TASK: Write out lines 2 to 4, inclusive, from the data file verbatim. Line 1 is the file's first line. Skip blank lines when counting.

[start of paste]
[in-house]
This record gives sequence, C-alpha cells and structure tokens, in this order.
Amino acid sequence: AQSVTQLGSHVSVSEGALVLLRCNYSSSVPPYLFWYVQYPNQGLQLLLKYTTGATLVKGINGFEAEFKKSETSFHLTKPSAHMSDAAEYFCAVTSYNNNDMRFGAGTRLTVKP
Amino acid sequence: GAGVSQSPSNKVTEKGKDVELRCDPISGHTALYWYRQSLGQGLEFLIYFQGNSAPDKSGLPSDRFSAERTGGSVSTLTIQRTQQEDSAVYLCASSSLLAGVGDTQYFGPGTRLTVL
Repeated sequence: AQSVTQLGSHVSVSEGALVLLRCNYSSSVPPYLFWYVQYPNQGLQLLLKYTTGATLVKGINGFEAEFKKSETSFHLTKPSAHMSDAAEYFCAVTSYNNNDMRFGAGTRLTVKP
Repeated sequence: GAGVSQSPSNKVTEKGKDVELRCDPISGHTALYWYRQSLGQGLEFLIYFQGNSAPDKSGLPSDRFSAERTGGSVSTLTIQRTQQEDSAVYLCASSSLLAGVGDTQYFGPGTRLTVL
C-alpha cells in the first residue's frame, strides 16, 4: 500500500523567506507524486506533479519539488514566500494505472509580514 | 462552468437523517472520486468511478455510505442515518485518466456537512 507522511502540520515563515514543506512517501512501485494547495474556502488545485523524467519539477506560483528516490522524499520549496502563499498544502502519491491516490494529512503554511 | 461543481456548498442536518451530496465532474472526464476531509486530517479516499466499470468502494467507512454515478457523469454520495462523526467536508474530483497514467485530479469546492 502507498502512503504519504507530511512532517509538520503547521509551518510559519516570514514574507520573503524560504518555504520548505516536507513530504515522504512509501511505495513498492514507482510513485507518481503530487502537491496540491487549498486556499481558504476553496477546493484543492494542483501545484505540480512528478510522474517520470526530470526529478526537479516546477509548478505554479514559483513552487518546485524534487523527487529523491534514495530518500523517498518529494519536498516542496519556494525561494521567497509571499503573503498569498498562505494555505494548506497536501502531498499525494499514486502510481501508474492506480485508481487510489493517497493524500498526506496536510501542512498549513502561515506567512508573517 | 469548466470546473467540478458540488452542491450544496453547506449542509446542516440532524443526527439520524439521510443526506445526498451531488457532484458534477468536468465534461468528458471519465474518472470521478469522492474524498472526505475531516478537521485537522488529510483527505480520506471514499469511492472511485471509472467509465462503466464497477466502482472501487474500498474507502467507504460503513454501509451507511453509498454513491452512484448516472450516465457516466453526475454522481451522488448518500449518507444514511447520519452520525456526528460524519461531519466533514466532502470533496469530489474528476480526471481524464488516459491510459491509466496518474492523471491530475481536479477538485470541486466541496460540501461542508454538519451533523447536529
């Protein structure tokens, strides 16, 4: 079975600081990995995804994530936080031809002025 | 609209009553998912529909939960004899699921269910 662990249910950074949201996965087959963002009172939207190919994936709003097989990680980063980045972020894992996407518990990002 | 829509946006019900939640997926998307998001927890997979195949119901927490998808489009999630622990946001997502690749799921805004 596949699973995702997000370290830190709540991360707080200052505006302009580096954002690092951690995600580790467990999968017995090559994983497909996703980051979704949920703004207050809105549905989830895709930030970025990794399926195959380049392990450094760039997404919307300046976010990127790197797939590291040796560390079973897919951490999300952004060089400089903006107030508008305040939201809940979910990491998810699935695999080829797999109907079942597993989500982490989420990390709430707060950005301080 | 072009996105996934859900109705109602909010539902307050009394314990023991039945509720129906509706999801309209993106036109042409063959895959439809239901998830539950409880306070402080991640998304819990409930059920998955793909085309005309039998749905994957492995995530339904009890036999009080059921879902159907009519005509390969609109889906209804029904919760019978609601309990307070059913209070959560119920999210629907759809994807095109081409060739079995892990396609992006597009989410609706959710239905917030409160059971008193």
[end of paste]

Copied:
This record gives sequence, C-alpha cells and structure tokens, in this order.
Amino acid sequence: AQSVTQLGSHVSVSEGALVLLRCNYSSSVPPYLFWYVQYPNQGLQLLLKYTTGATLVKGINGFEAEFKKSETSFHLTKPSAHMSDAAEYFCAVTSYNNNDMRFGAGTRLTVKP
Amino acid sequence: GAGVSQSPSNKVTEKGKDVELRCDPISGHTALYWYRQSLGQGLEFLIYFQGNSAPDKSGLPSDRFSAERTGGSVSTLTIQRTQQEDSAVYLCASSSLLAGVGDTQYFGPGTRLTVL